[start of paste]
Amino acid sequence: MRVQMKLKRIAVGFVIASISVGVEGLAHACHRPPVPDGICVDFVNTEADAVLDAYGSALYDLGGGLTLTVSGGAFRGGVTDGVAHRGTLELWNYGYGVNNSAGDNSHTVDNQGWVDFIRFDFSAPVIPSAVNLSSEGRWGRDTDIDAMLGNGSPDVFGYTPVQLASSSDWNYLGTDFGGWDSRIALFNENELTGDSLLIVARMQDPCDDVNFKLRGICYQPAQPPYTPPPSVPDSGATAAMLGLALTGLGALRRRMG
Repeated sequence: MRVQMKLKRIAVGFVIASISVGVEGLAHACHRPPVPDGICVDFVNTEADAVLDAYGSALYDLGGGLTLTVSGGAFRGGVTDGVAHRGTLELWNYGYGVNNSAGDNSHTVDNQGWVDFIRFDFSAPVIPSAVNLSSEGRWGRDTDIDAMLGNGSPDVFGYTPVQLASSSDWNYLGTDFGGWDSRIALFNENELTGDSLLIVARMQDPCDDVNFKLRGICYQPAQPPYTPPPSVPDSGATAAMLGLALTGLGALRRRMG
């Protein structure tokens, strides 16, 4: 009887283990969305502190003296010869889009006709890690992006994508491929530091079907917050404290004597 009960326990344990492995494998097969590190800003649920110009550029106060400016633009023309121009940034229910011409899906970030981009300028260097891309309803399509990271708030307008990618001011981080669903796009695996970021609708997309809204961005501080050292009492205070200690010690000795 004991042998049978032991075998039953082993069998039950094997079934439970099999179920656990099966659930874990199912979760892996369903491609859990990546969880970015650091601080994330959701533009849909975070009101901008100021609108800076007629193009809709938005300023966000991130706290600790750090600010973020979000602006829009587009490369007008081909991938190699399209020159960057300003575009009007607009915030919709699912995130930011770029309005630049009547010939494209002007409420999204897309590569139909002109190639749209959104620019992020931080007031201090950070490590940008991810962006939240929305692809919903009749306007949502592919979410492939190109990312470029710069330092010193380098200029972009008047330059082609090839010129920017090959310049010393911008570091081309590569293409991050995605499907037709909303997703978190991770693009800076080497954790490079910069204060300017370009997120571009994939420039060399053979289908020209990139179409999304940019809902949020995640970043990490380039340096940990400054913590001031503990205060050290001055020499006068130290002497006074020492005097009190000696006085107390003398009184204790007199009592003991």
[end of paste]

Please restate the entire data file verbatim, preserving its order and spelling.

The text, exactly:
Amino acid sequence: MRVQMKLKRIAVGFVIASISVGVEGLAHACHRPPVPDGICVDFVNTEADAVLDAYGSALYDLGGGLTLTVSGGAFRGGVTDGVAHRGTLELWNYGYGVNNSAGDNSHTVDNQGWVDFIRFDFSAPVIPSAVNLSSEGRWGRDTDIDAMLGNGSPDVFGYTPVQLASSSDWNYLGTDFGGWDSRIALFNENELTGDSLLIVARMQDPCDDVNFKLRGICYQPAQPPYTPPPSVPDSGATAAMLGLALTGLGALRRRMG
Repeated sequence: MRVQMKLKRIAVGFVIASISVGVEGLAHACHRPPVPDGICVDFVNTEADAVLDAYGSALYDLGGGLTLTVSGGAFRGGVTDGVAHRGTLELWNYGYGVNNSAGDNSHTVDNQGWVDFIRFDFSAPVIPSAVNLSSEGRWGRDTDIDAMLGNGSPDVFGYTPVQLASSSDWNYLGTDFGGWDSRIALFNENELTGDSLLIVARMQDPCDDVNFKLRGICYQPAQPPYTPPPSVPDSGATAAMLGLALTGLGALRRRMG
């Protein structure tokens, strides 16, 4: 009887283990969305502190003296010869889009006709890690992006994508491929530091079907917050404290004597 009960326990344990492995494998097969590190800003649920110009550029106060400016633009023309121009940034229910011409899906970030981009300028260097891309309803399509990271708030307008990618001011981080669903796009695996970021609708997309809204961005501080050292009492205070200690010690000795 004991042998049978032991075998039953082993069998039950094997079934439970099999179920656990099966659930874990199912979760892996369903491609859990990546969880970015650091601080994330959701533009849909975070009101901008100021609108800076007629193009809709938005300023966000991130706290600790750090600010973020979000602006829009587009490369007008081909991938190699399209020159960057300003575009009007607009915030919709699912995130930011770029309005630049009547010939494209002007409420999204897309590569139909002109190639749209959104620019992020931080007031201090950070490590940008991810962006939240929305692809919903009749306007949502592919979410492939190109990312470029710069330092010193380098200029972009008047330059082609090839010129920017090959310049010393911008570091081309590569293409991050995605499907037709909303997703978190991770693009800076080497954790490079910069204060300017370009997120571009994939420039060399053979289908020209990139179409999304940019809902949020995640970043990490380039340096940990400054913590001031503990205060050290001055020499006068130290002497006074020492005097009190000696006085107390003398009184204790007199009592003991």